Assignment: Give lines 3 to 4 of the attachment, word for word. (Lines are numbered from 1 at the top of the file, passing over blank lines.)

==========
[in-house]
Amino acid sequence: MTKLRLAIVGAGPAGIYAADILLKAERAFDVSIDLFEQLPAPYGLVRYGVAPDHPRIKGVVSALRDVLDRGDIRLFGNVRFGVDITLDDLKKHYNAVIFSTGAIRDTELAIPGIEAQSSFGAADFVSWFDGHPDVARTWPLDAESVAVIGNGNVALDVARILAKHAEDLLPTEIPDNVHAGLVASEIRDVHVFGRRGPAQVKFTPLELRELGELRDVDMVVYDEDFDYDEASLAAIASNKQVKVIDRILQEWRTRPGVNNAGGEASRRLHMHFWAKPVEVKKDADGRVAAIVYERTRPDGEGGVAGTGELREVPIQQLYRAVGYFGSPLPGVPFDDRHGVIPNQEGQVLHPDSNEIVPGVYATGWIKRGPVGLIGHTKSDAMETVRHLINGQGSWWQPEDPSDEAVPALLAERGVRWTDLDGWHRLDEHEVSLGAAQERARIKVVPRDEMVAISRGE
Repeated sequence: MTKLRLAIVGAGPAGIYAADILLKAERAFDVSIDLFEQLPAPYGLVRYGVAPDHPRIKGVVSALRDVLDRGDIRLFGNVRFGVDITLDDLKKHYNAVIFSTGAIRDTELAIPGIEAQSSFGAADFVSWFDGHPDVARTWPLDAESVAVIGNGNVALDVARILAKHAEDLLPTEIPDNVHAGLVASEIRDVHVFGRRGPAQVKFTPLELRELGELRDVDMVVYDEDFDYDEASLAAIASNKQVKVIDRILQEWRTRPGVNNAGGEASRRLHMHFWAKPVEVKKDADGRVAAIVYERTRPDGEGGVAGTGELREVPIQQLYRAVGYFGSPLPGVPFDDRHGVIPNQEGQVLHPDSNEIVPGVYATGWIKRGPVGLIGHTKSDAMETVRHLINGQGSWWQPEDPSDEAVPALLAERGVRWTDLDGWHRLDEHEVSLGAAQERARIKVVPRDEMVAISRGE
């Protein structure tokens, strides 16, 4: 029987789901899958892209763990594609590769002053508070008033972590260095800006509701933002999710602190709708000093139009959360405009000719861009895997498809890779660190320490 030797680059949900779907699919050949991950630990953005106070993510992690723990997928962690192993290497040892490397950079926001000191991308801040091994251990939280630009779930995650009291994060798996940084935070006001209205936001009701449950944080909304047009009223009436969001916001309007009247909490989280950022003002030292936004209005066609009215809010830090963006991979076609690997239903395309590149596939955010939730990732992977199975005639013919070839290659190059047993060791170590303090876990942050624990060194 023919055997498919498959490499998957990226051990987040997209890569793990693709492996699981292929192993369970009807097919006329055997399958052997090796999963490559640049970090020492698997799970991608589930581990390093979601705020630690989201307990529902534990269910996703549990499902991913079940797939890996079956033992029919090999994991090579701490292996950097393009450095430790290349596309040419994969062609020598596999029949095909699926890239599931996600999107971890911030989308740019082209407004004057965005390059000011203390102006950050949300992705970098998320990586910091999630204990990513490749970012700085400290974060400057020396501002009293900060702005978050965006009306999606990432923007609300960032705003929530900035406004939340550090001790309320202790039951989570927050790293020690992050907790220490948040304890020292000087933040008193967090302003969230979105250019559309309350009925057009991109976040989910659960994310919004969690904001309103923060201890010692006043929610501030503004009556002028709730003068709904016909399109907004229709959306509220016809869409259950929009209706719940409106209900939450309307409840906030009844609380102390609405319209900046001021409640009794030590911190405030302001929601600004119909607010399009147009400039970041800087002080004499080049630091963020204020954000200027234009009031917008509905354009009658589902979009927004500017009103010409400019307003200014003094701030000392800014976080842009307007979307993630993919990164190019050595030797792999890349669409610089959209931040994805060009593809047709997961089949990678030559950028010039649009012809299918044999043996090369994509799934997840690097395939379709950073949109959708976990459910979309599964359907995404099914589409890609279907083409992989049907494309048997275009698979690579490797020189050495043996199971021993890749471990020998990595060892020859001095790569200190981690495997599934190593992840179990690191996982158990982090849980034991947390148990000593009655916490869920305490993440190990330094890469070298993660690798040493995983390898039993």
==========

Repeated sequence: MTKLRLAIVGAGPAGIYAADILLKAERAFDVSIDLFEQLPAPYGLVRYGVAPDHPRIKGVVSALRDVLDRGDIRLFGNVRFGVDITLDDLKKHYNAVIFSTGAIRDTELAIPGIEAQSSFGAADFVSWFDGHPDVARTWPLDAESVAVIGNGNVALDVARILAKHAEDLLPTEIPDNVHAGLVASEIRDVHVFGRRGPAQVKFTPLELRELGELRDVDMVVYDEDFDYDEASLAAIASNKQVKVIDRILQEWRTRPGVNNAGGEASRRLHMHFWAKPVEVKKDADGRVAAIVYERTRPDGEGGVAGTGELREVPIQQLYRAVGYFGSPLPGVPFDDRHGVIPNQEGQVLHPDSNEIVPGVYATGWIKRGPVGLIGHTKSDAMETVRHLINGQGSWWQPEDPSDEAVPALLAERGVRWTDLDGWHRLDEHEVSLGAAQERARIKVVPRDEMVAISRGE
């Protein structure tokens, strides 16, 4: 029987789901899958892209763990594609590769002053508070008033972590260095800006509701933002999710602190709708000093139009959360405009000719861009895997498809890779660190320490 030797680059949900779907699919050949991950630990953005106070993510992690723990997928962690192993290497040892490397950079926001000191991308801040091994251990939280630009779930995650009291994060798996940084935070006001209205936001009701449950944080909304047009009223009436969001916001309007009247909490989280950022003002030292936004209005066609009215809010830090963006991979076609690997239903395309590149596939955010939730990732992977199975005639013919070839290659190059047993060791170590303090876990942050624990060194 023919055997498919498959490499998957990226051990987040997209890569793990693709492996699981292929192993369970009807097919006329055997399958052997090796999963490559640049970090020492698997799970991608589930581990390093979601705020630690989201307990529902534990269910996703549990499902991913079940797939890996079956033992029919090999994991090579701490292996950097393009450095430790290349596309040419994969062609020598596999029949095909699926890239599931996600999107971890911030989308740019082209407004004057965005390059000011203390102006950050949300992705970098998320990586910091999630204990990513490749970012700085400290974060400057020396501002009293900060702005978050965006009306999606990432923007609300960032705003929530900035406004939340550090001790309320202790039951989570927050790293020690992050907790220490948040304890020292000087933040008193967090302003969230979105250019559309309350009925057009991109976040989910659960994310919004969690904001309103923060201890010692006043929610501030503004009556002028709730003068709904016909399109907004229709959306509220016809869409259950929009209706719940409106209900939450309307409840906030009844609380102390609405319209900046001021409640009794030590911190405030302001929601600004119909607010399009147009400039970041800087002080004499080049630091963020204020954000200027234009009031917008509905354009009658589902979009927004500017009103010409400019307003200014003094701030000392800014976080842009307007979307993630993919990164190019050595030797792999890349669409610089959209931040994805060009593809047709997961089949990678030559950028010039649009012809299918044999043996090369994509799934997840690097395939379709950073949109959708976990459910979309599964359907995404099914589409890609279907083409992989049907494309048997275009698979690579490797020189050495043996199971021993890749471990020998990595060892020859001095790569200190981690495997599934190593992840179990690191996982158990982090849980034991947390148990000593009655916490869920305490993440190990330094890469070298993660690798040493995983390898039993």